The Year of the Nurse and the Midwife began with such promise and evolved into a year that was both uncertain and challenging. ACNM developed a variety of initiatives for to celebrate this monumental year, along with a broad communication strategy to raise public awareness of midwifery. When the COVID-19 pandemic took center stage, our profession and our organization was forced to respond by placing many of these initiatives on the backburner and focusing instead on the immediate needs of our members.
ACNM shifted quickly to provide members with several COVID-19 resources, including webinars that were free to members and non-members and a COVID-19 Connect community. The pandemic put a strain on our already fragile system and midwives became the forgotten front line, in many cases without sufficient PPE and struggling to provide safe and appropriate care to those we serve. We, the midwives, took a stand to protect the rights of childbearing families while dealing with personal exhaustion and illness. We persevered despite being furloughed as elective services and surgeries were cancelled and have learned a lot throughout this challenging year.
Another hallmark of this year has been an intensified lens on systemic racism and inequality in the United States. Since the establishment of the ACNM Diversity and Inclusion Task Force in 2012, we have come a long way toward broadening and deepening the conversation about diversity, equity, inclusion, and now belonging, within our organization and the profession. However, we were moving at a snail’s pace. The civil unrest following the death of George Floyd focused a spotlight on systemic racism and the white supremacist system in our country, within the College, and within midwifery. This was more than a call to action; it was a hard slap in the face that we must do better to make a more equitable society for all. We had some difficult conversations with our members at several listening sessions. It is not easy to hear the stories of years of harm and pain. So many of us were blind to the day-to-day reality of our BIPOC members and students. However, we finally listened and heard, and this informed our Anti-Racism Roadmap for Change. The roadmap is more than a checklist to placate; rather, it is a representation of the College’s commitment to our members to change our culture.
One piece of the roadmap was the creation of the ACNM Task Force on Racism in Midwifery Education to identify the issues surrounding racism for our students and to offer solutions. While we continue to focus on reducing maternal mortality and morbidity in this country, especially critical for Black, Indigenous, and persons of color (BIPOC), we are making progress by raising awareness of known disparities. We know that care received from a provider who looks like the population they serve is a critical factor in improving outcomes and to that end we are focusing on recruitment of more BIPOC people into the profession.
ACNM leadership stands accountable to make the changes needed to make this a safe place for all. Change will not happen overnight. It will take all of us committing to do the learning, to examine our biases and to want to change. We have done so much this year along our path to becoming an anti-racist organization, but it is not enough. We must continue into 2021 and beyond.
If this wasn’t enough, during 2020 there were the fires out west and the hurricanes in the south. But we are resilient and resourceful. Each of you stepped up to continue to provide care and to be the voice for the people you serve. The College stepped up to provide resources and to be your voice on a national level. Here are some of the highlights of our work in 2020:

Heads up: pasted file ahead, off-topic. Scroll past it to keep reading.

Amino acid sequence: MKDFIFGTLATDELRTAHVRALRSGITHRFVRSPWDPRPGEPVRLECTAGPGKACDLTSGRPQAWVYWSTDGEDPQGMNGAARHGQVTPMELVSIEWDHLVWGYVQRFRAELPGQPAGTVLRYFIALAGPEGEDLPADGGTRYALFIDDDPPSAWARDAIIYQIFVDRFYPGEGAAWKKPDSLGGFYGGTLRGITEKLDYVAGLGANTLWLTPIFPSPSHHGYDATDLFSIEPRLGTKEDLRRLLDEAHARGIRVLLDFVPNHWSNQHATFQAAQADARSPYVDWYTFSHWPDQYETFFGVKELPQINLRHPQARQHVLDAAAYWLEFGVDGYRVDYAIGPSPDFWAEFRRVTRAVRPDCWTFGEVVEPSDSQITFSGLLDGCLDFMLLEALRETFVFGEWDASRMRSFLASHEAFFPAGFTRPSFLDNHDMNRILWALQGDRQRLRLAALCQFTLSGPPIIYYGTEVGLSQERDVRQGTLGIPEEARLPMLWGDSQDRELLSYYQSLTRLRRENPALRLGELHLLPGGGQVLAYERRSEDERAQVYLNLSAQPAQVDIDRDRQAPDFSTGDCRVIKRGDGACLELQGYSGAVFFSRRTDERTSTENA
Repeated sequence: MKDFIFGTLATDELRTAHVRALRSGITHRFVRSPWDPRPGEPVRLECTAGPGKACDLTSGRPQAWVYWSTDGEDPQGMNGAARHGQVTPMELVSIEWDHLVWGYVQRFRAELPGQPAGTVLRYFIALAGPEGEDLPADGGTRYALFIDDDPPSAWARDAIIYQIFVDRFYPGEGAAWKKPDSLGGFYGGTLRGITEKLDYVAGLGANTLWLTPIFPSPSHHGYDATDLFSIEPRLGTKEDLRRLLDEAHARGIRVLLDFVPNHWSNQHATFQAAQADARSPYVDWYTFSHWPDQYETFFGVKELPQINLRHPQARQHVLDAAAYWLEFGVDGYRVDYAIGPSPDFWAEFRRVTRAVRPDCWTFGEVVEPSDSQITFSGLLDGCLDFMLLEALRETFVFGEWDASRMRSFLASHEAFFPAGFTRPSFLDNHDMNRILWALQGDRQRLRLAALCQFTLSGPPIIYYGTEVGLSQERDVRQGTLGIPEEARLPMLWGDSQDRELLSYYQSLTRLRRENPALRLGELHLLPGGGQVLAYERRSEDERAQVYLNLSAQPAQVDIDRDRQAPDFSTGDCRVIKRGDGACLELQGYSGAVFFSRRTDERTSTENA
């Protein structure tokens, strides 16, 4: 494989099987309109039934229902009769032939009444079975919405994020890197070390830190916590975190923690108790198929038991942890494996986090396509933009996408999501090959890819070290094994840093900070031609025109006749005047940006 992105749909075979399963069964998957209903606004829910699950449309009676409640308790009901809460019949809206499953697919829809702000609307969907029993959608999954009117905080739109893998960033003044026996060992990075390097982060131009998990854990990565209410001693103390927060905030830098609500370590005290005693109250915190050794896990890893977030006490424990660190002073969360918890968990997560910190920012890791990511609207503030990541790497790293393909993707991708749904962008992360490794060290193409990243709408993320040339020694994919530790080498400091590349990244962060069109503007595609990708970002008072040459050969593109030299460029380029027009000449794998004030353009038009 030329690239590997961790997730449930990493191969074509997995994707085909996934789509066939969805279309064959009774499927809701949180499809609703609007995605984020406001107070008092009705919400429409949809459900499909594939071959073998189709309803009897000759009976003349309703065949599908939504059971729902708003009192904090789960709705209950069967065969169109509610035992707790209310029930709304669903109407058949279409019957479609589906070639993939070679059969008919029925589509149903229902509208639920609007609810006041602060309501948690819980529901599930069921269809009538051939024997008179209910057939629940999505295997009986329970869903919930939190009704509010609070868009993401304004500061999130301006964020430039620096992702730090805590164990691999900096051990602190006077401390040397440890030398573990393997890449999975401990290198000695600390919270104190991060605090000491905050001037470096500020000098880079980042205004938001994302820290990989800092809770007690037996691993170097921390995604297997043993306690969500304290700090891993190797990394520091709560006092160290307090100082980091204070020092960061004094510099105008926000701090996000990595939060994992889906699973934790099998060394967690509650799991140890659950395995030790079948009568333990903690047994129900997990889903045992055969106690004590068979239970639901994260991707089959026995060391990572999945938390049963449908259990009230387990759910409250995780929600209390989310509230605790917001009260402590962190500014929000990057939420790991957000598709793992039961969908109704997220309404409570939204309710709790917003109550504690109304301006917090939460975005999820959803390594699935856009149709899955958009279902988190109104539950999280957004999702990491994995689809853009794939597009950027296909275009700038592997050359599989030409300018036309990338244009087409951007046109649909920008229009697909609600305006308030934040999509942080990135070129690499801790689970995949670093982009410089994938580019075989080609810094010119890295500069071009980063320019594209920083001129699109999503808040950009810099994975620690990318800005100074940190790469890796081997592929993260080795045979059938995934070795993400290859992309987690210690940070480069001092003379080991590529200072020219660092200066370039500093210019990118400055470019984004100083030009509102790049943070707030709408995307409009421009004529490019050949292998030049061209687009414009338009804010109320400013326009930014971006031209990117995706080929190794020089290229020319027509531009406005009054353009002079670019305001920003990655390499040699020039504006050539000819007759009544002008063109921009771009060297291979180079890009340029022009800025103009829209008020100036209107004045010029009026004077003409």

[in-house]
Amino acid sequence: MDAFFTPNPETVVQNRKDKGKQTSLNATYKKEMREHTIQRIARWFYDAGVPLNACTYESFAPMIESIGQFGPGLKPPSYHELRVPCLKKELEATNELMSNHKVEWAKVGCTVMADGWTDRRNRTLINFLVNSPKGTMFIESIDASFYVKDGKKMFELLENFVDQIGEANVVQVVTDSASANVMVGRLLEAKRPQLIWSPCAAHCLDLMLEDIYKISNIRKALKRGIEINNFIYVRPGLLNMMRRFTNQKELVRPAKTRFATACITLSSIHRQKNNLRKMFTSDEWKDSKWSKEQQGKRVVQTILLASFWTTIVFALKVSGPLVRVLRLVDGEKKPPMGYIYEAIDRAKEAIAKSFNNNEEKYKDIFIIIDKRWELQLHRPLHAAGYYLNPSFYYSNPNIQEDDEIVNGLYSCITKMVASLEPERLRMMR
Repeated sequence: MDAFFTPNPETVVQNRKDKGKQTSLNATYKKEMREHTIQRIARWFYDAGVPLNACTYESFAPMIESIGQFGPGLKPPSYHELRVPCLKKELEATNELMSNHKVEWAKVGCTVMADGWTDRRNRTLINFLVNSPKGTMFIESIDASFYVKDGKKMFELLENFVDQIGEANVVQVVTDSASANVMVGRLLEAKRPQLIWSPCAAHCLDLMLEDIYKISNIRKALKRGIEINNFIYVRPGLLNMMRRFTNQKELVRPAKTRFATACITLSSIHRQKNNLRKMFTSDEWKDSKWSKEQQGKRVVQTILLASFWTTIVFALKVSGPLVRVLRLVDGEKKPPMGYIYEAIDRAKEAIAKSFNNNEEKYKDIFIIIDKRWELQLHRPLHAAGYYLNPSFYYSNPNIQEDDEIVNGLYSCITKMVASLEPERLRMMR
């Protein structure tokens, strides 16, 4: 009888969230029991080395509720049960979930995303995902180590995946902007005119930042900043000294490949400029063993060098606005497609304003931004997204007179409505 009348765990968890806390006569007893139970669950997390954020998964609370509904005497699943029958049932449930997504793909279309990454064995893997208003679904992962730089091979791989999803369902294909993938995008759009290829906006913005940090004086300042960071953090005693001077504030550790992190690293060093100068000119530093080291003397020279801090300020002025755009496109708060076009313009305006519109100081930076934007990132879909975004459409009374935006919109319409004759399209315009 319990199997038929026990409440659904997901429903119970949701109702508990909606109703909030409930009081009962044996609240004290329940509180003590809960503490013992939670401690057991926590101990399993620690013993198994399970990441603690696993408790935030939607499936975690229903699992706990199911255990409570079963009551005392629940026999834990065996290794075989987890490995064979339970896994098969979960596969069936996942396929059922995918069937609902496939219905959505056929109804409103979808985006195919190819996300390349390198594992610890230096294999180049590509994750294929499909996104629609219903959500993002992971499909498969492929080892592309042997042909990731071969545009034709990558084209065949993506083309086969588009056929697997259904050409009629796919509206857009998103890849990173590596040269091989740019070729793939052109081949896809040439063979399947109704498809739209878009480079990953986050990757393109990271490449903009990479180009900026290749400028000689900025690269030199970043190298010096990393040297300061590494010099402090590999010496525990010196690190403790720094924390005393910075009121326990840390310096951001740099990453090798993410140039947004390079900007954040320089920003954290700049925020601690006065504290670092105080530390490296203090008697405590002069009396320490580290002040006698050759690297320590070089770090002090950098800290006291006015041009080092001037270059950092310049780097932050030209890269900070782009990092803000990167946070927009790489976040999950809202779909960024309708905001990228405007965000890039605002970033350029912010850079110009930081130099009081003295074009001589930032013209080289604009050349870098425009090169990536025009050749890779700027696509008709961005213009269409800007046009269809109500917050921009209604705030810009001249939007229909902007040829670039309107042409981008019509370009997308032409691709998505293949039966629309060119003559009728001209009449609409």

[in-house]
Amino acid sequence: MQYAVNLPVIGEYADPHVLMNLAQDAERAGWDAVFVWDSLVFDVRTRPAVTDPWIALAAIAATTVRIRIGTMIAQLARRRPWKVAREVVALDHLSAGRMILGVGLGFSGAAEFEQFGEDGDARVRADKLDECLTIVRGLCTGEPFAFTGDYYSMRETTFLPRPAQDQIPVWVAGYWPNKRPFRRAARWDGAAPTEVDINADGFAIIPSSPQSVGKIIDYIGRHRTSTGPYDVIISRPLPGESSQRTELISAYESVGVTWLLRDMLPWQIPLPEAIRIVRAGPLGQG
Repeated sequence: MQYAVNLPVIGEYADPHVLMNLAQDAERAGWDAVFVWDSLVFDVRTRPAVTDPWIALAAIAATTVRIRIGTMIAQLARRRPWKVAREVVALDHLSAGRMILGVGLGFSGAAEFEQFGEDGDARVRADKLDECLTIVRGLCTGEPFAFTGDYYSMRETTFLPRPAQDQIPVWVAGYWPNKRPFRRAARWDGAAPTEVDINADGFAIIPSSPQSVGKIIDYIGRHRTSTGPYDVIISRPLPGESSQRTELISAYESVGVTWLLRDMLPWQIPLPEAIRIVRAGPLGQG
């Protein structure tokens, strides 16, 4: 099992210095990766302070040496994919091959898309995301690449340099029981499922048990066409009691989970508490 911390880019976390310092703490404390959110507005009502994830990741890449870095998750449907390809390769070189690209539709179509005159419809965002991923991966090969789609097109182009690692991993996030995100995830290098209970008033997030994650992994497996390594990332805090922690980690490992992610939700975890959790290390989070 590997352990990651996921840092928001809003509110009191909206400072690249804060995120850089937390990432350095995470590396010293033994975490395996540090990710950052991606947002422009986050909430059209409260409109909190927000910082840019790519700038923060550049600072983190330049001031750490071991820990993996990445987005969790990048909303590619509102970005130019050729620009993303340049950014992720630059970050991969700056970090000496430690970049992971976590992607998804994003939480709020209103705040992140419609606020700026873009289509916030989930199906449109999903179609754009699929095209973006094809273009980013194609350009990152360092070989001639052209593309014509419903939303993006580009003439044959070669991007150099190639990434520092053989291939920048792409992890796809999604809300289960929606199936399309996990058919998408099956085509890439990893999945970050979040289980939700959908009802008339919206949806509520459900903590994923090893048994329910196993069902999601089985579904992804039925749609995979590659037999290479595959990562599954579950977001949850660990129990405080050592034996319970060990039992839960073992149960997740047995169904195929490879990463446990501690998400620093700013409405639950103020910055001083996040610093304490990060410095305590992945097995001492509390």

- COVID-19 webinars and resource page
- Revised Core Competencies for Basic Midwifery Practice
- Our first virtual Annual Meeting
- Our first Inclusion Conference
- Our first LEAD Leadership Development Programs for midwives and students
- Our first Student Awareness Month in March
- Enhanced efforts to address racism in our organization/profession
- Roadmap for change
- Webinar series
- Committee/task force work (Racism in Midwifery Education Task Force)
- Racial Equity Lens tool
- Volunteer pledge
- Reduced dues for student members
- National Midwifery Week: Midwives for Equity
- Bylaws change to allow voting of appointment members (MOCC chair and Student Representative)
- Bylaws change to add a consumer member and a midwife of color at-large member to the Board of Directors
- California passed the Justice and Equity in Maternity Care Act (SB 1237), removing the requirement for physician supervision
- Oklahoma passed legislation to recognize Certified Midwives (CMs), and four other states are working on similar bills
- New ACNM Strategic Plan for 2021-2024
- Position statement on Postgraduate Midwifery Fellowship Programs
- Position statement on Mental Health During Childbearing and Across the Lifespan
- Position statement on Immunization in Pregnancy and Postpartum
- Issue brief on The Language of Midwifery
- Formation of the Black Midwives Caucus for Reproductive Justice and Birth Equity
- Established a task force for Innovative Models of Midwifery Education
- Established a task force on Core Competencies for Midwifery Doctoral Programs
I cannot predict what new challenges 2021 will bring. None of us have clarity for what lies ahead. I do know that we must continue to fight for reproductive justice and health equity. To fight for legislation that ensures full practice authority, medical staff privileges, and increased funding for midwifery education. To fight for physiologic birth. To fight to dismantle systemic racism in our profession, in our schools, and in our college. I believe in every one of your capacities and in our joint capability to be the change we want to see.
President, American College of Nurse-Midwives